* Posts by Shady

380 posts • joined 11 Apr 2008


Pair accused of turning photos into vids to crack tax dept facial recognition system in China


Re: Simple, easy implementation

That’s desperately optimistic. I fully expect them to produce an app that shows a mugshot alongside a phrase such as “I haz had vaxxxine, innit”

The Daily Fail will be first to break the story of how easily hackers can fake the app using Microsoft Paint. Microsoft will of course be monstered for selling a tool like Paint, which allows hardened crims to fake Vaccine Passports, the proceeds of which, an exclusive investigation can reveal, are used to fund human trafficking using hacked e-scooters

You only need pen and paper to fool this OpenAI computer vision code. Just write down what you want it to see


Perfect crime

Rob a bank whilst wearing a t-shirt with the name of your b*****d boss printed on it

Loiter nearby and wait for the rozzers

Smile like a Bond villain and enjoy the proceeds

UK tax dept's IT savings created 'significant risk', technical debt as it faces difficult conversation with Chancellor


Maybe they could get some contractors in to sort it out?

Contractors of the UK, collectively: Fuck You

Who watches the watchers? Samsung does so it can fling ads at owners of its smart TVs


Samsung can F**K RIGHT OFF

I had a few banner ads some years ago, overlaid on top of the TV picture. At the time I was willing to believe it was an isolated incident, a test gone wrong etc, but it was shortly after I’d setup the smart hub.

Promptly reset back to defaults and removed network access.

Still a great TV - in dumb mode, but that’s all I ever wanted. A DUMB TV. A panel to attach to my Xbox and Virgin media TiVo (and apart from advertising actual TV programs in the TV guide, never had any issues there).

This smart TV stuff is irritating - they can’t (yet) replace my STB, they can’t play my Xbox or PS games (without the console) so they’re intrusive and pointless, slow and the UI is usually shit. Just give me a dumb panel, that has the same picture / sound quality, the same aesthetics, and at a lower price point as the smart equivalent, seeing as I won’t be paying for the additional electronics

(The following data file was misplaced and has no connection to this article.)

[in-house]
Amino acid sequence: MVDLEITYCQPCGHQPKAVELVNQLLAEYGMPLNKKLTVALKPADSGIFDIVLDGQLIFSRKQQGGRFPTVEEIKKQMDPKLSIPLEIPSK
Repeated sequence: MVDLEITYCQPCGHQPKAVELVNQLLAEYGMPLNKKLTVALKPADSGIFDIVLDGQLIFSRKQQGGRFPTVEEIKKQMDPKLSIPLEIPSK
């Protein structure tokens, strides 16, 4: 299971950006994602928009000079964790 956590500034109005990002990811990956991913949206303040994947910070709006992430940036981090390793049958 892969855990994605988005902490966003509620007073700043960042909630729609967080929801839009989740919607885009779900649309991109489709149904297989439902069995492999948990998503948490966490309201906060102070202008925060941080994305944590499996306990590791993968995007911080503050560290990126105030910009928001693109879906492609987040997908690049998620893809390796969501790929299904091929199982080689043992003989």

Someone made an AI that predicted gender from email addresses, usernames. It went about as well as expected


100% foolproof gender identification method

Ask the punter

VMware to stop describing hardware as ‘male’ and ‘female’ in new terminology guide


Kill the orphans!

I once wrote a method that tracked and removed orphaned workflow tasks.

Understandably, I called it KillAllTheOrphans()

I was mildly annoyed when the local Code Nazi renamed it in a later commit to TidyWorkflow()

Linux kernel coders propose inclusive terminology coding guidelines, note: 'Arguments about why people should not be offended do not scale'


Re: Words matter...

“Though I'm not quite sure why "sanity check" is considered pejorative by any group.”

Perhaps people with mental health problems world consider it offensive. I would not (I have ASD and ADHD and know someone who is bipolar, they wouldn’t find offensive either, although I know that doesn’t speak for all those afflicted)

Regardless, Sanity Check should be banned for one very good reason. In my experience, everyone who uses it in every day language is a complete and utter cnut.

Couple wrongly arrested over Gatwick Airport drone debacle score £200k payout from cops


£300 per hour, rounded up to the nearest hour.

5-10 minutes of work per day.....

Someone got so fed up with GE fridge DRM – yes, fridge DRM – they made a whole website on how to bypass it


Next great idea

Very surprised HP haven’t yet started selling printers that recognise only the chemical signature, or invisible to the naked eye micro dots, or a RFID thread woven into their paper, so that they’ll only print on HP branded paper.

Counting the minutes until another commenter points to a link or patent that says this is on the way....

What do you call megabucks Microsoft? No really, it's not a joke. El Reg needs you


Re: Bork! Bork! Bork!

The Bork Collective? As a Trekkie this works for me

Browse mode: We're not goofing off on the Sidebar of Shame and online shopping sites, says UK's Ministry of Defence

Paris Hilton

.... excluding search engines ...

PornHub is a search engine?!

Secret-sharing app Whisper shared secrets like last known location and actual password tokens in exposed database


Without Whisper....

.... what will the Daily Mail do for features?

Microsoft pushes out fresh version of '90s throwback PowerToys suite with plenty of fixes – and one nasty bug


Re: "Make it look like Windows 7"

+1 for DOpus - I’ve been (willingly) paying for updates since I first installed it on my Miggy 1200

Train-knackering software design blunder discovered after lightning sparked Thameslink megadelay


Re: Tell me about it

You have my sincerest sympathies.

I decamped to do a six month contract in Peterborough a few years back. The place was so dull I drove over to Milton Keynes in the evenings just to find something to do.